|Year : 2012 | Volume
| Issue : 2 | Page : 243-245
A positive magnetic resonance spectroscopic imaging with negative initial biopsy may predict future detection of prostate cancer
Durgesh Kumar Dwivedi1, Virendra Kumar1, Tarun Javali2, Amit K Dinda3, Sanjay Thulkar4, Naranmangalam R Jagannathan1, Rajeev Kumar2
1 Department of NMR, All India Institute of Medical Sciences, New Delhi, India
2 Department of Urology, All India Institute of Medical Sciences, New Delhi, India
3 Department of Pathology, All India Institute of Medical Sciences, New Delhi, India
4 Department of Radio-diagnosis, All India Institute of Medical Sciences, New Delhi, India
|Date of Web Publication||13-Jul-2012|
Department of Urology, All India Institute of Medical Sciences, New Delhi
Source of Support: None, Conflict of Interest: None
| Abstract|| |
Current diagnostic modalities for early prostate cancer (PCa) lack sufficient sensitivity and specificity. Magnetic resonance spectroscopic imaging (MRSI) detects biochemical changes in tissues that may predate histological changes that can be diagnosed on a biopsy. Men with MRSI suggestive of malignancy but negative biopsy may thus be harboring cancer that manifests at a later date. We report the first case in our cohort of men with positive MRSI but negative initial biopsy who, 6 years after the initial MRSI, were detected to have PCa despite a "normal" prostate specific antigen (<4.0 ng/ml).
Keywords: Biopsy, magnetic resonance spectroscopic imaging, prostate cancer, prostate specific antigen
|How to cite this article:|
Dwivedi DK, Kumar V, Javali T, Dinda AK, Thulkar S, Jagannathan NR, Kumar R. A positive magnetic resonance spectroscopic imaging with negative initial biopsy may predict future detection of prostate cancer. Indian J Urol 2012;28:243-5
|How to cite this URL:|
Dwivedi DK, Kumar V, Javali T, Dinda AK, Thulkar S, Jagannathan NR, Kumar R. A positive magnetic resonance spectroscopic imaging with negative initial biopsy may predict future detection of prostate cancer. Indian J Urol [serial online] 2012 [cited 2020 Oct 27];28:243-5. Available from: https://www.indianjurol.com/text.asp?2012/28/2/243/98487
| Introduction|| |
Serum prostate specific antigen (PSA) based screening for detection of early prostate cancer (PCa) is associated with overdiagnosis and the value of PSA screening remains controversial.  Multiparametric magnetic resonance imaging (MRI), which is the combination of various MR techniques including conventional T2-weighted (T2W) imaging, diffusion-weighted imaging (DWI), dynamic contrast-enhanced (DCE) MR imaging and magnetic resonance spectroscopic imaging (MRSI), is emerging as an important diagnostic tool for detection, localization, staging, and evaluation of treatment outcomes. , MRSI identifies biochemical changes within the tissue that may predate the appearance of histological changes that are currently used to diagnose PCa.  It is thus possible that patients with MRSI suggestive of malignancy may not have biopsy detectable PCa at the time of MRSI but may develop histological cancer at a later date. We have been evaluating MRSI prior to biopsy as a diagnostic modality for PCa since 1999 and have followed up patients with positive MRSI but negative biopsy for their outcomes. We report the first case in our series that developed PCa in a follow up after an initial positive MRSI but negative biopsy, despite the serum PSA returning to normal (<4.0 ng/ml).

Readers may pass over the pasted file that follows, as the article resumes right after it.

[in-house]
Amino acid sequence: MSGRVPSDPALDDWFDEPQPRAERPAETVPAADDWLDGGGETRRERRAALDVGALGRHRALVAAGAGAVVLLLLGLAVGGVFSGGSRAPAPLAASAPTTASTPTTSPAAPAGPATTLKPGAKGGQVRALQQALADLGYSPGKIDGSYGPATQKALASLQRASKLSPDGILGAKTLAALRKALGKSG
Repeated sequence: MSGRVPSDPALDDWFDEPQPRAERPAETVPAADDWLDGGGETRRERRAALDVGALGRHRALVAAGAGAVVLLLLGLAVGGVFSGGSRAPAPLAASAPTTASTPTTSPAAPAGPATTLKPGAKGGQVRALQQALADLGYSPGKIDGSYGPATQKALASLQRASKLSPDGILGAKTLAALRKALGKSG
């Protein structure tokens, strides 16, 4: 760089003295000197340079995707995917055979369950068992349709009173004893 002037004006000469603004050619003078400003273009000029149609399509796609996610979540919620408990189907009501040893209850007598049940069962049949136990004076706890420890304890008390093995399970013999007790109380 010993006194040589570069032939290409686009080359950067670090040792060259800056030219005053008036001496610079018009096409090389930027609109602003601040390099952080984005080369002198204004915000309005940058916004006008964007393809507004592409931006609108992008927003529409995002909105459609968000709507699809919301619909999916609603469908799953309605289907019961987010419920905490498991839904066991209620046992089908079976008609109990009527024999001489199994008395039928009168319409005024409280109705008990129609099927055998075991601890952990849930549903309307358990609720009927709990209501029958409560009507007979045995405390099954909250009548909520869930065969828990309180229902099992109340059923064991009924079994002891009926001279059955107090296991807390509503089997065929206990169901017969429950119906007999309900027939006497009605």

| Clinical Case|| |
A 56-year-old man presented with lower urinary tract symptoms (LUTS) and elevated serum PSA (8.53 ng/ml) in October 2004. His digital rectal examination revealed a grade 2, benign enlargement of the prostate. He underwent an MRSI study followed by a transrectal ultrasound (TRUS)-guided sextant and focused biopsy as per a previously described protocol.  The MR investigations were carried out at 1.5 T using a whole-body MR scanner (Siemens, Erlangen, Germany) using a pelvic-phased array coil in combination with an endorectal surface coil. After acquisition of scout images in three orthogonal planes, the position of the endorectal coil was checked on sagittal images. Following this, T1-weighted (T1W) transverse and T2W images in transverse, sagittal, and coronal planes were acquired covering the entire prostate using turbo spin-echo sequence (TR=5000 ms, TE=98 ms, FOV=280, matrix size=256 × 256, slice thickness=5 mm, without the interslice gap). The MRSI parameters used were TR=1300 ms, TE=120 ms, voxel size = 5 × 5 × 5 mm 3 , average=3, with a total acquisition time of 17 min. 3D 1 H MRSI spectral grid was superimposed on a T2W image of the prostate and two suspicious voxels demonstrated elevated levels of choline (Cho) and decreased citrate (Cit), indicative of malignancy [Figure 1]a and b. The metabolite ratio [Cit/(Cho+Cr)] for these voxels were 0.027 (right periphery mid) and 0.061 (left periphery mid), where Cr refers to creatine. The biopsy did not reveal malignancy on any of the cores sampled.